Granada: Exploring the Legacy of Lorca and the Beauty of Andalusia
Federico García Lorca, one of Spain’s most celebrated poets and playwrights, once said, “If by the grace of God I become famous, half of that fame will belong to Granada, which formed me and made me what I am: a poet from birth and unable to help it.” Lorca was born in 1898 and gave this speech in his hometown when he was 30 years old. His work is studied and performed across the globe a century on. However, six years after giving that speech, Lorca was arrested in the same place by Franco’s troops in the Spanish Civil War. He was shot outside the village of Viznar, and his body was thrown into a mass grave, one of an estimated 50,000 people who died during the bloody conflict that lasted four years. Lorca’s tragic legacy is enduring, but it’s a drop in the ocean compared to Granada’s itself.
Granada was founded in the 13th century by the architect of the Nasrid dynasty, King Muhammad I. The Arabs were expelled by the Catholic monarchs Ferdinand and Isabella in 1492. The majestic Alhambra Palace is the Nasrid’s crowning glory and the principal reason why tourists come to Granada. Not visiting the Alhambra would be like going to Cairo without seeing the Pyramids or to Rome to ignore the Colosseum. The Alhambra is not just a palace; it’s a network of the Generalife gardens, Alcazaba fortress, and more. It’s a walled village whose grand designs were directly inspired by Islamic principles. The decorative tiles of exquisite Arabic script, divine symmetry, and tinkling water features are for spiritual purification. This is a complex so vast and varied that it deserves at least a half-day to appreciate its many facets. Passports must be shown at various turnstiles, and bags are screened. It also gets infamously crowded in summer, so a trip outside of high (and steaming-hot) season is strongly recommended, as is pre-booking tickets online far in advance.
Our group visit was in November 2022, warm in the afternoon but chilly in the mornings and nights. Fortunately, our theatrical ‘Granada of Lorca’ walking tour (€20; garnatatours.com) included stops in sun-kissed squares and parks as we followed two local actors showcasing key landmarks from the writer’s life and work. Lorca’s works Gypsy Ballads and Poem of the Deep Song tapped into his love of flamenco and the mysterious ‘duende’; the heightened expression of emotion in music and dance that’s unique to the genre. We witness this first hand at Cueva Venta El Gallo (cuevaventaelgallo.es), a cave restaurant in Granada’s Sacromonte quarter which offers a meal and a live show. Performers’ voices ululate, fast fingers pluck guitar strings, hands clap and drum, feet stomp, there are random cries of Olé! and sweat drips from their every pore. It’s the very same, undiluted art form as when Lorca was alive and dates back to at least the 18th century. There are photographs of Lorca and the great composer Manuel de Falla in “the episcopal and melancholic city of Guadix,” as Federico described it to his brother in 1926. Guadix is some 55km from central Granada and is nicknamed the European Capital of Caves. There are around 2,000 cave homes over an area of 200 hectares. A melancholy air remains during our winter morning visit, nearly a century after Lorca’s exploration. Downtown, many once grand historic convents, churches, and townhouses are derelict. Dogs appear to bark at nothing, and at one point, I see a piece of tumbleweed stuck between two bike railings. However, we’re promised by our guide that the place springs to life come dinnertime, as per any Spanish square. It’s cinematic, almost like a film set, and in fact, many movies have been made here over the years: Indiana Jones and the Last Crusade, and several Westerns, such as The Good, The Bad, and the Ugly and Once Upon a Time in the West. The Martian-like rocks into which white-washed dwellings are carved, some centuries ago, add an extra frisson of otherworldliness.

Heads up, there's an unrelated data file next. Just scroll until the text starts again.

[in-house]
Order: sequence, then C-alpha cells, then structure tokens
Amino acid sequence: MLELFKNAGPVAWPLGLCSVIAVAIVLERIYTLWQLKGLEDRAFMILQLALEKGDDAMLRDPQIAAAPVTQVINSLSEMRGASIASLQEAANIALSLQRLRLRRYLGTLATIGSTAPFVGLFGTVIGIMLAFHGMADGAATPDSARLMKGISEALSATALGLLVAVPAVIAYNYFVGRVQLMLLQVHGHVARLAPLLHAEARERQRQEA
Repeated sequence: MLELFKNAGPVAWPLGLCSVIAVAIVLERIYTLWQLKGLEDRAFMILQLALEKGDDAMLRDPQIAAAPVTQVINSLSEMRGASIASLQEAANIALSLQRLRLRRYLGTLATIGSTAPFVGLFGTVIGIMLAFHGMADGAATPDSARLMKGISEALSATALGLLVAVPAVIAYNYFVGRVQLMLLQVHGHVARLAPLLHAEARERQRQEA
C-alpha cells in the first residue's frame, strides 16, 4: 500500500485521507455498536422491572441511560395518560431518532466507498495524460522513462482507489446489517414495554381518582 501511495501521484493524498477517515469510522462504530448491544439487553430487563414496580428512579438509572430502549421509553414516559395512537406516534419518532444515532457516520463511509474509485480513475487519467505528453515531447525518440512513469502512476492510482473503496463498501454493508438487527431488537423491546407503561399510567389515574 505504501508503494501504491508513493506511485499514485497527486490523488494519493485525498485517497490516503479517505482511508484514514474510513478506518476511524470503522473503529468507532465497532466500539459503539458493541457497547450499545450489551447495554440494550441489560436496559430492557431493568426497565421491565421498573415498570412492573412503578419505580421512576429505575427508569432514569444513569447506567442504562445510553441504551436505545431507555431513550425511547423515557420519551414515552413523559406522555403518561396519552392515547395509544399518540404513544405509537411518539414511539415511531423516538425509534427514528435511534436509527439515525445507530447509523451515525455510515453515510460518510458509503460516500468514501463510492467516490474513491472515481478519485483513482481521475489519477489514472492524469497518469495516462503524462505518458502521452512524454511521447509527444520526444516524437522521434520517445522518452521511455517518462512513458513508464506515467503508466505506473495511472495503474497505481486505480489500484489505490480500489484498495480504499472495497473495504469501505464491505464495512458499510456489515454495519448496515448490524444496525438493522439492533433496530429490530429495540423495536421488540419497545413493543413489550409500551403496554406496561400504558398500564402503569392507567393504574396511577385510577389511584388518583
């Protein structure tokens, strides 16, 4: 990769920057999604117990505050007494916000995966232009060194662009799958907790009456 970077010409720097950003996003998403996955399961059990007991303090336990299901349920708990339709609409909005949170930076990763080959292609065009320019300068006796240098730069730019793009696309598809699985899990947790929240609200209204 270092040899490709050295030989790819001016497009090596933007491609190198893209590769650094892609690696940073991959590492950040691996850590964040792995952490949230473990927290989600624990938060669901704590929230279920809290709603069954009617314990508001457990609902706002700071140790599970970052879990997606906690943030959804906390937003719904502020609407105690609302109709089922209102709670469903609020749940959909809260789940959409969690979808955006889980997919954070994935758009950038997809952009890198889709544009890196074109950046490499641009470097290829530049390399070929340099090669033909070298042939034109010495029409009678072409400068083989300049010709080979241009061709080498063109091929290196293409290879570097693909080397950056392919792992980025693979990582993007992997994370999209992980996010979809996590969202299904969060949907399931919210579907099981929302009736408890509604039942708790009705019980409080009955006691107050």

We stay in the Cuevas La Chumbera Benalúa de Guadix, mine a large troglodyte self-catering apartment with comfy, rustic decor. Still, the lack of windows in crypt-like bedrooms located at the back makes me feel uneasy after our late-night check-in, until I throw open the living room shutters and front door the next nippy morning and walk down towards the (unheated) swimming pool. The sky is clear blue, my breath becomes clouds, and I see the valley in widescreen. I hear the busy chatter of sparrows, rasping magpies, and the fiery whoosh of hot air balloons overhead. There’s more remarkable scenery in Gorafe, a geopark some 80km northeast from the city of Granada, which has echoes of the Grand Canyon, with its rugged mountains, and olive and kaki (persimmon) tree-lined valleys. We hire electric bikes and follow the bumpy cycle track whose intermittent viewpoints allow for soaking up the epic topography and the occasional raptor gliding on the thermals.
In conclusion, Granada is a city that offers a rich cultural heritage that is a treat for the senses. From the majestic Alhambra Palace to the cave restaurant in Granada’s Sacromonte quarter, the city is full of surprises. The melancholic city of Guadix and the Gorafe geopark are also worth exploring. The legacy of Lorca is an essential part of the city’s history, and his works continue to inspire people across the world. A visit to Granada is a must for anyone who wants to experience the true beauty of Andalusia.